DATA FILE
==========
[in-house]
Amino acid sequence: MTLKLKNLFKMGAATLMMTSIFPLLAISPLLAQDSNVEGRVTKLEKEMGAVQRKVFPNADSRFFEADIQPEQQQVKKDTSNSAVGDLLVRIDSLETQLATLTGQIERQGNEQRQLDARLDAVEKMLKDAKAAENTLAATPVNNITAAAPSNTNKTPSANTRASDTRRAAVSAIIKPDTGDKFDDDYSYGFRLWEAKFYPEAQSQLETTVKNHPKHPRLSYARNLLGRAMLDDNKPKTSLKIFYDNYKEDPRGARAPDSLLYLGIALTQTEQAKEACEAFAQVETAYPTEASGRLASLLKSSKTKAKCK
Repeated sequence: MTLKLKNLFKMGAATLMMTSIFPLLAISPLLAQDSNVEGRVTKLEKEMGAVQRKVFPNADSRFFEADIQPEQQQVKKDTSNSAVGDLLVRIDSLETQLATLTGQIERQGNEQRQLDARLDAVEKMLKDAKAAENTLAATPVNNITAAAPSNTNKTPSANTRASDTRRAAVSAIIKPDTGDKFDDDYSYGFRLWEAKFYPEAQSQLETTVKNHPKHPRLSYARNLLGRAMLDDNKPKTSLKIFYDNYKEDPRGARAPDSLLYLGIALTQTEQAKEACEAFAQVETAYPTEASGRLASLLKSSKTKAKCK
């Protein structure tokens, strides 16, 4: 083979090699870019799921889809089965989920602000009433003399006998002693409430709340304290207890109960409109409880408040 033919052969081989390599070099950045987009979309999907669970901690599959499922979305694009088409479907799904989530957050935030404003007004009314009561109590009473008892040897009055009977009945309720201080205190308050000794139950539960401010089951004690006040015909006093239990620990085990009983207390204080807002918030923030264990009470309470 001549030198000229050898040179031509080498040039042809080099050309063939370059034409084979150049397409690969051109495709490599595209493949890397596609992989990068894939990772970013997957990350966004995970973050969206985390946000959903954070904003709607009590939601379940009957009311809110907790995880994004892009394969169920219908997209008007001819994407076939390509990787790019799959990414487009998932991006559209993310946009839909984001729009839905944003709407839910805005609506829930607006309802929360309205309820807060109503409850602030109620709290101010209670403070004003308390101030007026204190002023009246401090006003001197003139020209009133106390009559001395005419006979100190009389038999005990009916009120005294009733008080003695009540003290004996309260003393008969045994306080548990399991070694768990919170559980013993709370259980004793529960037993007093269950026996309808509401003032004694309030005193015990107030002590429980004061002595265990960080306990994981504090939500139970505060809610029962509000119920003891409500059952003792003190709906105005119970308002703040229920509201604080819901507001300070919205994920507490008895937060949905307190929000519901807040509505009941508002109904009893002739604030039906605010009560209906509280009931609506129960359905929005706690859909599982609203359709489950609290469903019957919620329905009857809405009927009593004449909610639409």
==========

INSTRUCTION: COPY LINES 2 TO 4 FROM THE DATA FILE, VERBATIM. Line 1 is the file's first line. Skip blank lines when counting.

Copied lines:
Amino acid sequence: MTLKLKNLFKMGAATLMMTSIFPLLAISPLLAQDSNVEGRVTKLEKEMGAVQRKVFPNADSRFFEADIQPEQQQVKKDTSNSAVGDLLVRIDSLETQLATLTGQIERQGNEQRQLDARLDAVEKMLKDAKAAENTLAATPVNNITAAAPSNTNKTPSANTRASDTRRAAVSAIIKPDTGDKFDDDYSYGFRLWEAKFYPEAQSQLETTVKNHPKHPRLSYARNLLGRAMLDDNKPKTSLKIFYDNYKEDPRGARAPDSLLYLGIALTQTEQAKEACEAFAQVETAYPTEASGRLASLLKSSKTKAKCK
Repeated sequence: MTLKLKNLFKMGAATLMMTSIFPLLAISPLLAQDSNVEGRVTKLEKEMGAVQRKVFPNADSRFFEADIQPEQQQVKKDTSNSAVGDLLVRIDSLETQLATLTGQIERQGNEQRQLDARLDAVEKMLKDAKAAENTLAATPVNNITAAAPSNTNKTPSANTRASDTRRAAVSAIIKPDTGDKFDDDYSYGFRLWEAKFYPEAQSQLETTVKNHPKHPRLSYARNLLGRAMLDDNKPKTSLKIFYDNYKEDPRGARAPDSLLYLGIALTQTEQAKEACEAFAQVETAYPTEASGRLASLLKSSKTKAKCK
């Protein structure tokens, strides 16, 4: 083979090699870019799921889809089965989920602000009433003399006998002693409430709340304290207890109960409109409880408040 033919052969081989390599070099950045987009979309999907669970901690599959499922979305694009088409479907799904989530957050935030404003007004009314009561109590009473008892040897009055009977009945309720201080205190308050000794139950539960401010089951004690006040015909006093239990620990085990009983207390204080807002918030923030264990009470309470 001549030198000229050898040179031509080498040039042809080099050309063939370059034409084979150049397409690969051109495709490599595209493949890397596609992989990068894939990772970013997957990350966004995970973050969206985390946000959903954070904003709607009590939601379940009957009311809110907790995880994004892009394969169920219908997209008007001819994407076939390509990787790019799959990414487009998932991006559209993310946009839909984001729009839905944003709407839910805005609506829930607006309802929360309205309820807060109503409850602030109620709290101010209670403070004003308390101030007026204190002023009246401090006003001197003139020209009133106390009559001395005419006979100190009389038999005990009916009120005294009733008080003695009540003290004996309260003393008969045994306080548990399991070694768990919170559980013993709370259980004793529960037993007093269950026996309808509401003032004694309030005193015990107030002590429980004061002595265990960080306990994981504090939500139970505060809610029962509000119920003891409500059952003792003190709906105005119970308002703040229920509201604080819901507001300070919205994920507490008895937060949905307190929000519901807040509505009941508002109904009893002739604030039906605010009560209906509280009931609506129960359905929005706690859909599982609203359709489950609290469903019957919620329905009857809405009927009593004449909610639409």